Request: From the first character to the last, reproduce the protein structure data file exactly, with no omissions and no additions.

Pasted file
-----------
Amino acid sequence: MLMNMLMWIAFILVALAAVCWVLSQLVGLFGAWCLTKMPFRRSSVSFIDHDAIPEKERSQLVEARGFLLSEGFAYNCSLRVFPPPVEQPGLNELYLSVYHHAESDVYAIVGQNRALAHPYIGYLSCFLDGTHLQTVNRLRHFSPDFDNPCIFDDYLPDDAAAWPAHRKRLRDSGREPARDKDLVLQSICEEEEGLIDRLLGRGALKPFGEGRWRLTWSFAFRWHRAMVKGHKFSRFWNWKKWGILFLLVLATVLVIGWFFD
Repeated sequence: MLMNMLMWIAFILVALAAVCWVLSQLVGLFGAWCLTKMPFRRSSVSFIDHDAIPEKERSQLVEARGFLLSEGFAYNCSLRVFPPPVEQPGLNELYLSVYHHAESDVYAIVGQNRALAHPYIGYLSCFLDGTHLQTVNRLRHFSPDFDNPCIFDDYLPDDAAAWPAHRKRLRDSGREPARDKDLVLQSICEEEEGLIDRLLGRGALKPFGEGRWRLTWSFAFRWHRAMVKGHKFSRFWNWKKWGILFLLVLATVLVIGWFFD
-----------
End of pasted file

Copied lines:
Amino acid sequence: MLMNMLMWIAFILVALAAVCWVLSQLVGLFGAWCLTKMPFRRSSVSFIDHDAIPEKERSQLVEARGFLLSEGFAYNCSLRVFPPPVEQPGLNELYLSVYHHAESDVYAIVGQNRALAHPYIGYLSCFLDGTHLQTVNRLRHFSPDFDNPCIFDDYLPDDAAAWPAHRKRLRDSGREPARDKDLVLQSICEEEEGLIDRLLGRGALKPFGEGRWRLTWSFAFRWHRAMVKGHKFSRFWNWKKWGILFLLVLATVLVIGWFFD
Repeated sequence: MLMNMLMWIAFILVALAAVCWVLSQLVGLFGAWCLTKMPFRRSSVSFIDHDAIPEKERSQLVEARGFLLSEGFAYNCSLRVFPPPVEQPGLNELYLSVYHHAESDVYAIVGQNRALAHPYIGYLSCFLDGTHLQTVNRLRHFSPDFDNPCIFDDYLPDDAAAWPAHRKRLRDSGREPARDKDLVLQSICEEEEGLIDRLLGRGALKPFGEGRWRLTWSFAFRWHRAMVKGHKFSRFWNWKKWGILFLLVLATVLVIGWFFD